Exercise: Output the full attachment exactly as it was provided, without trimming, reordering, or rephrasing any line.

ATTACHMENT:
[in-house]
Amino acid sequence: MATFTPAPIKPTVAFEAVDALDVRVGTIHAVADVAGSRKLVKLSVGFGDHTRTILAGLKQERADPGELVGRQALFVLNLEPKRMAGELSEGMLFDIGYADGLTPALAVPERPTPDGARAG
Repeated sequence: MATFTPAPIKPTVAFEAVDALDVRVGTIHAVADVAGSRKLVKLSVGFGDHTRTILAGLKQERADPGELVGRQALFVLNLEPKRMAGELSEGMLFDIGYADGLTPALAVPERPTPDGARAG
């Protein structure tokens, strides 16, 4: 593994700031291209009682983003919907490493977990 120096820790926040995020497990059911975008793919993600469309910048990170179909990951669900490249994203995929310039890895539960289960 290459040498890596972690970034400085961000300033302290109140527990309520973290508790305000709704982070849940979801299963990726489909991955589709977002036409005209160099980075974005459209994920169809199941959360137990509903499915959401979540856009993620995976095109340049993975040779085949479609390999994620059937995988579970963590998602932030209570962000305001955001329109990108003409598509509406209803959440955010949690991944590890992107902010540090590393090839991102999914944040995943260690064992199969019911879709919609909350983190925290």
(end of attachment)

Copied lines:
[in-house]
Amino acid sequence: MATFTPAPIKPTVAFEAVDALDVRVGTIHAVADVAGSRKLVKLSVGFGDHTRTILAGLKQERADPGELVGRQALFVLNLEPKRMAGELSEGMLFDIGYADGLTPALAVPERPTPDGARAG
Repeated sequence: MATFTPAPIKPTVAFEAVDALDVRVGTIHAVADVAGSRKLVKLSVGFGDHTRTILAGLKQERADPGELVGRQALFVLNLEPKRMAGELSEGMLFDIGYADGLTPALAVPERPTPDGARAG
């Protein structure tokens, strides 16, 4: 593994700031291209009682983003919907490493977990 120096820790926040995020497990059911975008793919993600469309910048990170179909990951669900490249994203995929310039890895539960289960 290459040498890596972690970034400085961000300033302290109140527990309520973290508790305000709704982070849940979801299963990726489909991955589709977002036409005209160099980075974005459209994920169809199941959360137990509903499915959401979540856009993620995976095109340049993975040779085949479609390999994620059937995988579970963590998602932030209570962000305001955001329109990108003409598509509406209803959440955010949690991944590890992107902010540090590393090839991102999914944040995943260690064992199969019911879709919609909350983190925290």